Search
Homepage Rankings and Research Companies Channelcast Marketing Matters CRNtv Events WOTC Cisco Partner Summit Digital 2020 HPE Zone The Business Continuity Center Enterprise Tech Provider Masergy Zenith Partner Program Newsroom Hitachi Vantara Digital Newsroom IBM Newsroom Juniper Newsroom Intel Partner Connect 2021 Avaya Newsroom Experiences That Matter Lenovo GoChannelFirst The IoT Integrator NetApp Data Fabric Intel Tech Provider Zone

Cirtas Unveils Appliance For Accessing Public Storage Clouds

Storage startup Cirtas has entered the cloud storage market with an appliance that connects to public clouds such as those provided by Amazon, which also happens to be an early investor in the company.

Storage startup Cirtas Systems this week came out of stealth mode with news of a $10 million round of funding and the introduction of a new appliance that looks and feels like an enterprise array but which actually connects enterprises to a storage cloud.

Cirtas' new Bluejet Cloud Storage Controller makes public cloud storage work like an on-site storage array with such capabilities as storage, backup and recovery, and disaster recovery, said Josh Goldstein, vice president of marketing and product management for the San Jose, Calif.-based company.

"It's an appliance designed to look and feel and behave like a storage array," Goldstein said. "But it doesn't include any hard drives. Instead, it's tied into cloud storage available from companies like Amazon."

In addition to Amazon, Cirtas is also partnering public cloud storage provider Iron Mountain, and will also work with others, said Dan Decasper, Cirtas CEO and co-founder.

Amazon is also an investor in Cirtas, and was a part of the company's Series A round of funding which totaled $10 million.

However, Amazon has no controlling stake over the Cirtas roadmap or any more knowledge about the company's technology, Decasper said.

"We are free to work with any other cloud storage provider," he said. "And Amazon is free to invest in other vendors."

The Bluejet Cloud Storage Controller lists for $69,995, and includes Intel Nehalem processors, 16 GBs of RAM cache, a 64-GB solid-state drive, and 5 TBs of raw hard drive capacity.

The cache, SSD, and hard drives are not used to store data. Instead, they provide automated three-tier cache to keep frequently-accessed data handy for high-speed reads and writes while the actual storage of the data is done on the cloud.

It can work simultaneously with multiple cloud providers without the need for specific proprietary cloud storage APIs. Also included are such features as thin provisioning, deduplication, and a built-in ROI (return on investment) calculator that also provides information for use in chargeback accounting.

The Bluejet appliance encrypts data while it is transiting to and from the cloud and while in the cloud, and provides such features as automated snapshots of data stored in the cloud for use in quick recoveries from user and application errors, Goldstein said.

"Data security is the number one concern for customers," he said. "The cloud is a multi-tenant infrastructure. Customers are concerned about data leaks. Our Bluejet appliance encrypts data stored in the cloud. The only way to decrypt it is to go through the Bluejet appliance. Cloud providers cannot see the data."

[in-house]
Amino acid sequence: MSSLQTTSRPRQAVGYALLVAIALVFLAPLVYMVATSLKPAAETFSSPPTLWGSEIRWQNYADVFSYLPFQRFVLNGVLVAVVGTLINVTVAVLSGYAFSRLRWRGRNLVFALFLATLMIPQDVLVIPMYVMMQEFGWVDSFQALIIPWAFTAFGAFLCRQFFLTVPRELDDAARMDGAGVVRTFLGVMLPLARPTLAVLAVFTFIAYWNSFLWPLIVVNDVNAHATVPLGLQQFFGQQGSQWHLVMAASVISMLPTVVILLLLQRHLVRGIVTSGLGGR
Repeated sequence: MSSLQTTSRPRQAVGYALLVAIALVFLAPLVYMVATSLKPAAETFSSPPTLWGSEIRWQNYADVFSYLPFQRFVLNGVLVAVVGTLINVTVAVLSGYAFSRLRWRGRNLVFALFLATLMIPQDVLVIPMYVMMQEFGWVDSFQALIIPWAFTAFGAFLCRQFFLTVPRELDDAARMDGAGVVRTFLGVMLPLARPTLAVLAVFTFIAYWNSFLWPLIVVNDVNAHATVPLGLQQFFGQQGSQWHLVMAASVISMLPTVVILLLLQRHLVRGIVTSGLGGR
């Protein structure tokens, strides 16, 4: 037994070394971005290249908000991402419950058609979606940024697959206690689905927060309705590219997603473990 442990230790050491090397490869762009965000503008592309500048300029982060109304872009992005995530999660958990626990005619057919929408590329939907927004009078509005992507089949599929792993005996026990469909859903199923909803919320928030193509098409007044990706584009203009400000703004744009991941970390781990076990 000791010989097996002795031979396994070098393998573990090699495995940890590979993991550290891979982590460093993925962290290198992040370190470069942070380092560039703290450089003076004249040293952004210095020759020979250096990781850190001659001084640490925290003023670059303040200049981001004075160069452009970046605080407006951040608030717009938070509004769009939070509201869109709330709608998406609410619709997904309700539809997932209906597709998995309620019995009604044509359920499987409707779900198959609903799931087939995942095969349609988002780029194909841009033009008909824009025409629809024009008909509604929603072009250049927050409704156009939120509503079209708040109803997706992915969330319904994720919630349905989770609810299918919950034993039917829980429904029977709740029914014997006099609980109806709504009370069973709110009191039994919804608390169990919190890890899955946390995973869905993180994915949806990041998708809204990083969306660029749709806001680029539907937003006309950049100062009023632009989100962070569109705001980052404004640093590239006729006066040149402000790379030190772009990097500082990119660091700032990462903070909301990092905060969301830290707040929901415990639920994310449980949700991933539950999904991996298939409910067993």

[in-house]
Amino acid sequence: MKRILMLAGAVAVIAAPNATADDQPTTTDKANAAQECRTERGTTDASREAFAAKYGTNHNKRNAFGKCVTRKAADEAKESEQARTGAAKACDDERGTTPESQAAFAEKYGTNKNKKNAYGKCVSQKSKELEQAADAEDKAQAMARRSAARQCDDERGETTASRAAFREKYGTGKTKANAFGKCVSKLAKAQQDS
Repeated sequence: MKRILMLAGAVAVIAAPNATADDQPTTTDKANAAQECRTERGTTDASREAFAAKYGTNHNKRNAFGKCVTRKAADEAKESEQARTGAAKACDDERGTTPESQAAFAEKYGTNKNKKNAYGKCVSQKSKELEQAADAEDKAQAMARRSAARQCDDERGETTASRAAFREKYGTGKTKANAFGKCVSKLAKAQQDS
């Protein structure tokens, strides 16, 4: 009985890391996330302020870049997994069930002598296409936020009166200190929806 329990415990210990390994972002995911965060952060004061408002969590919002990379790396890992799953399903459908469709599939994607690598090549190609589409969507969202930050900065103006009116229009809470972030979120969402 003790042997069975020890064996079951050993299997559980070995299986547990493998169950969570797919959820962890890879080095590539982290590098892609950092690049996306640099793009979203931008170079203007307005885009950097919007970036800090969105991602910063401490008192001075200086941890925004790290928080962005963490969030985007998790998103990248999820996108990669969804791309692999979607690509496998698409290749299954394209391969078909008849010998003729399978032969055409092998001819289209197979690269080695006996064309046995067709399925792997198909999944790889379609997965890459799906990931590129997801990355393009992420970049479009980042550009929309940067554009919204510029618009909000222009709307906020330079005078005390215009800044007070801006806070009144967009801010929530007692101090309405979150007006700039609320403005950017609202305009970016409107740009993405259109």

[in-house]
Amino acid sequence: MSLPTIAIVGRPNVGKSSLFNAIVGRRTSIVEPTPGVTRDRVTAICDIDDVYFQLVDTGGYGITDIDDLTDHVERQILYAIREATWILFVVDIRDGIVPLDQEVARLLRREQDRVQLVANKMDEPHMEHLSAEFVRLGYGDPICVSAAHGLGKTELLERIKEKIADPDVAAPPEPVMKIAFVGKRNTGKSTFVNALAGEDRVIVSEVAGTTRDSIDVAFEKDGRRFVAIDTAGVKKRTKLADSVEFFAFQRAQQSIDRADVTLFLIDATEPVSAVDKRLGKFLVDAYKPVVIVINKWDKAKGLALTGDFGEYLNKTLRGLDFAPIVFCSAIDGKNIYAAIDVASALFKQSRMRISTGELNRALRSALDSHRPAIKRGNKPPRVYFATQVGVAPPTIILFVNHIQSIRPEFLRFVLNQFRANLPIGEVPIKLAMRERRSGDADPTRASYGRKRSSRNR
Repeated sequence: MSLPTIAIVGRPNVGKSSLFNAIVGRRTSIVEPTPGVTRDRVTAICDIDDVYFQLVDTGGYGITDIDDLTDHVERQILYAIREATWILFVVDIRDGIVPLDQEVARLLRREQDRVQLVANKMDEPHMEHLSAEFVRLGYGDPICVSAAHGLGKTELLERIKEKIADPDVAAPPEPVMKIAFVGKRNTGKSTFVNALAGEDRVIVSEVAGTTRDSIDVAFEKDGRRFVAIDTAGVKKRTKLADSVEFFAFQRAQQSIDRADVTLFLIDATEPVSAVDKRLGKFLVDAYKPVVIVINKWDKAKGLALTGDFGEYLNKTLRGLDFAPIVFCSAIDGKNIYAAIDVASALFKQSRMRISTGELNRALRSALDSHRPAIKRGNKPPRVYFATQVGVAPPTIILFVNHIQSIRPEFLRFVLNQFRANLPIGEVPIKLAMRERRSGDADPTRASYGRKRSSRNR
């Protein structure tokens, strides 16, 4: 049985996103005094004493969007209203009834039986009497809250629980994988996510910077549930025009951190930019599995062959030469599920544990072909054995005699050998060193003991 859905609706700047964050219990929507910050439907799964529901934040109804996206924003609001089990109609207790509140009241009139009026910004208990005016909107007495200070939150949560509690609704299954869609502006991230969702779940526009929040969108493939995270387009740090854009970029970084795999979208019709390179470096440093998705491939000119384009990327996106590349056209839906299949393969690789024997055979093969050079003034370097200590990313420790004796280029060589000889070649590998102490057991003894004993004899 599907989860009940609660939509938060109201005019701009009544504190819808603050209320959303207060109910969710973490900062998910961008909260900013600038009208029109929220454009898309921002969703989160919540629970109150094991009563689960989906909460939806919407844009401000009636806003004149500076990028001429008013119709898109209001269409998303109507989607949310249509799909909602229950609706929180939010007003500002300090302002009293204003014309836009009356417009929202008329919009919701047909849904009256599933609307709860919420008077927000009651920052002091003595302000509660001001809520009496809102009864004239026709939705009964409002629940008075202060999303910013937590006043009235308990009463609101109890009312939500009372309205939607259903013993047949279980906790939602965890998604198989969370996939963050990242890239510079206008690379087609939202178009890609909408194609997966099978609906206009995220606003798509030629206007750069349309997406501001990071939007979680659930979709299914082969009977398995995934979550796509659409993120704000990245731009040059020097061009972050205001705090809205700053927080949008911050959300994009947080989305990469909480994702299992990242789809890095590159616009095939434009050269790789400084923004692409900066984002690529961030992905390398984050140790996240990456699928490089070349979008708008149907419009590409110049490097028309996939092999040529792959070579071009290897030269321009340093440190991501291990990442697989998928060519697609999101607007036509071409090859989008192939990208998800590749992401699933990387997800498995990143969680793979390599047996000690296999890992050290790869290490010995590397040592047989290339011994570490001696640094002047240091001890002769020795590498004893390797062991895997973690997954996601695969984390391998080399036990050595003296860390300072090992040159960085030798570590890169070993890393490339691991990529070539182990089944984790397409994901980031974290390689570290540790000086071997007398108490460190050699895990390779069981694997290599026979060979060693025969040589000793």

Next: Bringing Cloud Storage To Customers


The Bluejet appliance is primarily aimed at tier-two storage, which forms the bulk of customer data but which does not include on-line transactional data, Goldstein said.

"We are not targeting credit card transactions or Oracle databases," he said. "But other types of data accounts for about 80 percent of customers' data. Partners can help customers identify that data and move it to the cloud."

Cirtas has already signed up about 18 solution providers to work with its Bluejet Storage Controller.

One of them, Belmont, Calif.-based Bear Data Systems, has yet to sell one, but sees great potential.

Don James, CEO of Bear Data, said the Bluejet is not aimed at primary storage applications, but will work well for lower-tiered storage requirements.

The cost for the appliance and the public storage is low, and as long as it meets customer regulatory requirements, it will be a good message for customers, James said.

Bear Data already deals with other vendors of cloud storage technologies including i365, Barracuda, Rackspace, and NetApp, and has found that customers are ready to turn to the cloud for storage requirements, James said.

"If it's a midrange company or smaller, they're all over it," he said. "We as solution providers need to switch to a services-oriented model."

Bear Data likes working with cloud storage because it provides recurring monthly or quarterly revenue, James said.

"Our biggest challenge with this market in general is to make sure we get compensated on upgrades and renewals," he said. "All these companies are channel friendly, and are working with us on this. But down the line, things could change."

The Bluejet appliance is currently available from Cirtas' solution providers. Potential customers can work with those channel partners to get a Bluejet appliance to try in their own data centers free-of-charge during a 60-day trial evaluation period.

Back to Top

Video

     

    trending stories

    sponsored resources